How Far Did Factional Rivalry Threaten the Stability of Government in the Last Eight Years of Henry Vii’s Reign?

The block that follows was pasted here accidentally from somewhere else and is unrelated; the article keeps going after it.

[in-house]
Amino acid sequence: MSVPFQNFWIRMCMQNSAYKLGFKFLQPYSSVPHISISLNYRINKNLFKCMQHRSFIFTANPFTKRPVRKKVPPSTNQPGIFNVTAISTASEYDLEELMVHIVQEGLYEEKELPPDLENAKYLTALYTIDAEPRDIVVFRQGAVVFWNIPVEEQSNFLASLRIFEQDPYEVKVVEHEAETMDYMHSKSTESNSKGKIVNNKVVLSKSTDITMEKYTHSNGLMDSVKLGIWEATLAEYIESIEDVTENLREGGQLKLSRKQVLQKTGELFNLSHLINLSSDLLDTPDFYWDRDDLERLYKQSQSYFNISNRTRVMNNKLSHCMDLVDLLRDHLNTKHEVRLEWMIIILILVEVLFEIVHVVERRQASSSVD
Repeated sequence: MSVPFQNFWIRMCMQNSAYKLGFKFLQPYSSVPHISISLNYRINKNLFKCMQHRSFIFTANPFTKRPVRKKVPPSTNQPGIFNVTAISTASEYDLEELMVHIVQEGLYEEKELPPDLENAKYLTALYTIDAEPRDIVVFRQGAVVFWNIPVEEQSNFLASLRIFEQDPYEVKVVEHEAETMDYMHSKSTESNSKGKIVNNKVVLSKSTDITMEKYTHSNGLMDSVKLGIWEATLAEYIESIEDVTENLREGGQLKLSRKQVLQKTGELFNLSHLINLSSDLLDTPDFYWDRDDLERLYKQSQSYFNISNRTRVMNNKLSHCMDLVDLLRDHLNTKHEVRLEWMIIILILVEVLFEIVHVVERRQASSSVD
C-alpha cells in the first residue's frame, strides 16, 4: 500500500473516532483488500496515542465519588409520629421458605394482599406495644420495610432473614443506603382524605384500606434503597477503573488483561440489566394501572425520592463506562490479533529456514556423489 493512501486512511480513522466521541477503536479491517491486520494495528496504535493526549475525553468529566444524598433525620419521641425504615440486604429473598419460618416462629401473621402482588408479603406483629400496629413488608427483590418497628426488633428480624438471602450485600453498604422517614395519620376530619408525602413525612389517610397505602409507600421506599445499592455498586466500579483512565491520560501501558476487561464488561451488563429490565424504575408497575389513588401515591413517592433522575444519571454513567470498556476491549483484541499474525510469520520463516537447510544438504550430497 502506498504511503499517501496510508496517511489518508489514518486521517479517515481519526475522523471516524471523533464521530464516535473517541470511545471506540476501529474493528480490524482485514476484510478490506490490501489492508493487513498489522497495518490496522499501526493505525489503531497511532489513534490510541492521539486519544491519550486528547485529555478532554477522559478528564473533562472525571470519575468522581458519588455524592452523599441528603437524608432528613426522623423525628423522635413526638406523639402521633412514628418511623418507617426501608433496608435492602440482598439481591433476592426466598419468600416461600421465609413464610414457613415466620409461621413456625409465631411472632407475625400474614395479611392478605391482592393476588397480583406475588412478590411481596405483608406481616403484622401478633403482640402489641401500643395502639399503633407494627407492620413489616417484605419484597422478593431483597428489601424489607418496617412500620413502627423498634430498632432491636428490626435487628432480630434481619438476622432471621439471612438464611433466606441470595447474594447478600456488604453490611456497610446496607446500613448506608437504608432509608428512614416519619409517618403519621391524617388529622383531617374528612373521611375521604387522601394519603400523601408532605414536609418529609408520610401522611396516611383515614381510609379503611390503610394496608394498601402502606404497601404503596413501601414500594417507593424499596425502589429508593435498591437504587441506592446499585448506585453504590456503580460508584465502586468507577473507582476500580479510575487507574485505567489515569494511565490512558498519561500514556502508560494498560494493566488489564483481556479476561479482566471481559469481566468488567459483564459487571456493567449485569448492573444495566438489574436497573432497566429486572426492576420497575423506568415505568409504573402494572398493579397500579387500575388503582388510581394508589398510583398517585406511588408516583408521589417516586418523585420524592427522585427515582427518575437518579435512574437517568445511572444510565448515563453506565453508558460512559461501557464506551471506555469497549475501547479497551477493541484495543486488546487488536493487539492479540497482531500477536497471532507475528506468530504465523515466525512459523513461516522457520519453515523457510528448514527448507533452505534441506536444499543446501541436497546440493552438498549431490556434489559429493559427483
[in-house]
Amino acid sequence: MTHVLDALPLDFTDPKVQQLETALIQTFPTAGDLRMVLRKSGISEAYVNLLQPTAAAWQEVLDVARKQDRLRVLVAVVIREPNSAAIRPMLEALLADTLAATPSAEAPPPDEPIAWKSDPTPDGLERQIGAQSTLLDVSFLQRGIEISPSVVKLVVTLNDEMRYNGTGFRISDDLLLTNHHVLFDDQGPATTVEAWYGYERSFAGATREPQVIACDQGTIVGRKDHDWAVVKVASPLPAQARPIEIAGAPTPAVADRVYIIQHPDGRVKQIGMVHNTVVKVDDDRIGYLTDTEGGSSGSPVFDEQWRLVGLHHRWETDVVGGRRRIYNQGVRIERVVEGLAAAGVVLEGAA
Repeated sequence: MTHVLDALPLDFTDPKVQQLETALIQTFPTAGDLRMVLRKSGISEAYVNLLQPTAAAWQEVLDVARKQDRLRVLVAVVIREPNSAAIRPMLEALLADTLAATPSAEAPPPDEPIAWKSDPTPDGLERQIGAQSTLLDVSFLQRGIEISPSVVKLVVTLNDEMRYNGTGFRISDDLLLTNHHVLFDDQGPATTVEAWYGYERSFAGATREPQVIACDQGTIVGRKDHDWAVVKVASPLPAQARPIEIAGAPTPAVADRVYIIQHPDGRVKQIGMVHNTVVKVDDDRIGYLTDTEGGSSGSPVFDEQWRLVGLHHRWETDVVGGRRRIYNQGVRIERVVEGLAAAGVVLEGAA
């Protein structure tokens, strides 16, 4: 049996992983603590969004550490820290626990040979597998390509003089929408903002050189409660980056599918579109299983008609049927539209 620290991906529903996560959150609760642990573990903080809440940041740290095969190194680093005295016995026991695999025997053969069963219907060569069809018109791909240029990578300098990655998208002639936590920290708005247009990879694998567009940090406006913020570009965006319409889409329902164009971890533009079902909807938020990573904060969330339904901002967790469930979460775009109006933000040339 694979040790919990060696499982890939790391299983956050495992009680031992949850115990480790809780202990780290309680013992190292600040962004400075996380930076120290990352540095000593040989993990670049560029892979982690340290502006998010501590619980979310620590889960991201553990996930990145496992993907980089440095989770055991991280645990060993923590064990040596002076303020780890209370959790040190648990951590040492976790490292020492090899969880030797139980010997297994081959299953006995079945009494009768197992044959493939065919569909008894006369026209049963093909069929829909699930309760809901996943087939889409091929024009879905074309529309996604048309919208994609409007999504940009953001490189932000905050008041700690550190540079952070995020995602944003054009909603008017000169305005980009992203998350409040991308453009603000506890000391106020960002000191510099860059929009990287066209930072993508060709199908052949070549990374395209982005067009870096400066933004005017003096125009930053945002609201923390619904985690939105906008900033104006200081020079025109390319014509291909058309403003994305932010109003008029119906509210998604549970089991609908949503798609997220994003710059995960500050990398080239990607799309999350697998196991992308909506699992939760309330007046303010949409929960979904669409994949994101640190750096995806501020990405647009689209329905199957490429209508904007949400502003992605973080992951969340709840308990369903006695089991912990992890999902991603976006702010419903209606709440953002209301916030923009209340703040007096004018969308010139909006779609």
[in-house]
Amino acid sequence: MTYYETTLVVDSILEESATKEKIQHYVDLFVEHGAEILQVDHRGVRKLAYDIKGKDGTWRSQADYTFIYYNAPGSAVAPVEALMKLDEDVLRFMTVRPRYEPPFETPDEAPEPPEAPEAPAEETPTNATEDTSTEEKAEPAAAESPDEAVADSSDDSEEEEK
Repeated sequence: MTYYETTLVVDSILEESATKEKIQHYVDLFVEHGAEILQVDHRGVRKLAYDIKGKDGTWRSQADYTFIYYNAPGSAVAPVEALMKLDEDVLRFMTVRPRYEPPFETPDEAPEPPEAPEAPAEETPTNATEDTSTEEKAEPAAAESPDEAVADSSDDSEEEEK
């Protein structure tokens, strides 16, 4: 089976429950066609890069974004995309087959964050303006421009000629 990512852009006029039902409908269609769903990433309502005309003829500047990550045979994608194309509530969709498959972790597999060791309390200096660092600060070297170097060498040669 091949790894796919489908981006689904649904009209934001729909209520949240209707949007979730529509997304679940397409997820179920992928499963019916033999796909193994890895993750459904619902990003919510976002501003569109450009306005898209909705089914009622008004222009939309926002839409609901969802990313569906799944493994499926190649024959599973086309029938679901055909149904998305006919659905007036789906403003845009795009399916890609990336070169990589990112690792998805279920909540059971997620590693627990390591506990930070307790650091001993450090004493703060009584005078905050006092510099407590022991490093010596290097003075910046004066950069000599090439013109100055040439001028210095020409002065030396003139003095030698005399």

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The last years of Henrys reign was dominated by conservative and reformist factions . In this essay I will assess the extent of the threat created due to the rivalry of factions that had affected the stability of the government. The execution of Cromwell (1940) was a success for conservatives as was also Henrys marriage to Catharine Haword. The marriage was a gateway to influencing Henry by carving out a new royal policy via Catharine H. This increased tension between the Reformists and conservatives and so the reformists took action to destroy the reputations of Cahrine H , Duke of Norfolk and Gardiner. On the contrary this shows that the disputes between these factions may imply that the King was weak and not in control thus significantly threatening the stability of government . However the rivalry between factions could not be seen as an significant threat to Henrys government because a more important factor jeopardised the stability of the government. Foreign Policy dominates during the last years of Henrys VIIs reign. The difficulties in Scotland contributed greatly to financial complications thus effecting the stability of the government and shadowing the rivalry between reformist and conservatives which would suggest that the threat was not major. Henry was exposed to the pull of the factions but a new aristocratic approach to the government strengthened the conservative faction however with the arrest of Duke of Norfolk (1547) and the dismissal of Gardiner from the Privy Chamber the reformists gained the much needed advantage . This shows that there was a threat to the stability of the government as Henrys most trusted councillors seemed to become more radically involved in the faction rivalry during the last 8 years of Henrys reign. This may have added pressure on Henry and his deteriorating health thus he may have not been able
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